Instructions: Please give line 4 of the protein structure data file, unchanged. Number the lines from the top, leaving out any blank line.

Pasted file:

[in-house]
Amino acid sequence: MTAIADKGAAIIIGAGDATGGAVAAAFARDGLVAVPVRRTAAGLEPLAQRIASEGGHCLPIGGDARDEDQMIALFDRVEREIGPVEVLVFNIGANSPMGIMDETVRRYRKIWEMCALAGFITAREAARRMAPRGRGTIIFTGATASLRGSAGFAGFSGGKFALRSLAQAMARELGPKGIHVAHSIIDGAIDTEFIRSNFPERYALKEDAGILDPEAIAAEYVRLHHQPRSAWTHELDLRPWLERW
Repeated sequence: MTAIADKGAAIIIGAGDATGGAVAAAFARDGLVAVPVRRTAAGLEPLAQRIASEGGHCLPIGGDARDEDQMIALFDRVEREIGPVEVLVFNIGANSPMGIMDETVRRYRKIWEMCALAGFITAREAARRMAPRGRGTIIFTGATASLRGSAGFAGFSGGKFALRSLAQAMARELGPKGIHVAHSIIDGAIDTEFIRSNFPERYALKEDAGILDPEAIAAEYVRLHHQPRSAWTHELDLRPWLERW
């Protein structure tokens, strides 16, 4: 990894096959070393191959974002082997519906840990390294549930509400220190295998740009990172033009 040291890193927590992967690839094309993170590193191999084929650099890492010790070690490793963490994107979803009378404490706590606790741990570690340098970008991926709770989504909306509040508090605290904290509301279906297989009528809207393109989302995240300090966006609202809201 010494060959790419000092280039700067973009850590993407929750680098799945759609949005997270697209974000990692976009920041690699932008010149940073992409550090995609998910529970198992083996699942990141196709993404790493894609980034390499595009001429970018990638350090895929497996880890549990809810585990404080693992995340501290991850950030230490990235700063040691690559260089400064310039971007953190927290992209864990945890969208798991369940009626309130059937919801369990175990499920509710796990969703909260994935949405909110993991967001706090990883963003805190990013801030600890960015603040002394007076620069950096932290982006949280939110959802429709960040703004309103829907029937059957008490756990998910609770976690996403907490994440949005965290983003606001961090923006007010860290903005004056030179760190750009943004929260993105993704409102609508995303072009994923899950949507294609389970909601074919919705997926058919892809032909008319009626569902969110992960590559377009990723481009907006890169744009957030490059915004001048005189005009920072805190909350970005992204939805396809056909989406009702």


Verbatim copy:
């Protein structure tokens, strides 16, 4: 990894096959070393191959974002082997519906840990390294549930509400220190295998740009990172033009 040291890193927590992967690839094309993170590193191999084929650099890492010790070690490793963490994107979803009378404490706590606790741990570690340098970008991926709770989504909306509040508090605290904290509301279906297989009528809207393109989302995240300090966006609202809201 010494060959790419000092280039700067973009850590993407929750680098799945759609949005997270697209974000990692976009920041690699932008010149940073992409550090995609998910529970198992083996699942990141196709993404790493894609980034390499595009001429970018990638350090895929497996880890549990809810585990404080693992995340501290991850950030230490990235700063040691690559260089400064310039971007953190927290992209864990945890969208798991369940009626309130059937919801369990175990499920509710796990969703909260994935949405909110993991967001706090990883963003805190990013801030600890960015603040002394007076620069950096932290982006949280939110959802429709960040703004309103829907029937059957008490756990998910609770976690996403907490994440949005965290983003606001961090923006007010860290903005004056030179760190750009943004929260993105993704409102609508995303072009994923899950949507294609389970909601074919919705997926058919892809032909008319009626569902969110992960590559377009990723481009907006890169744009957030490059915004001048005189005009920072805190909350970005992204939805396809056909989406009702």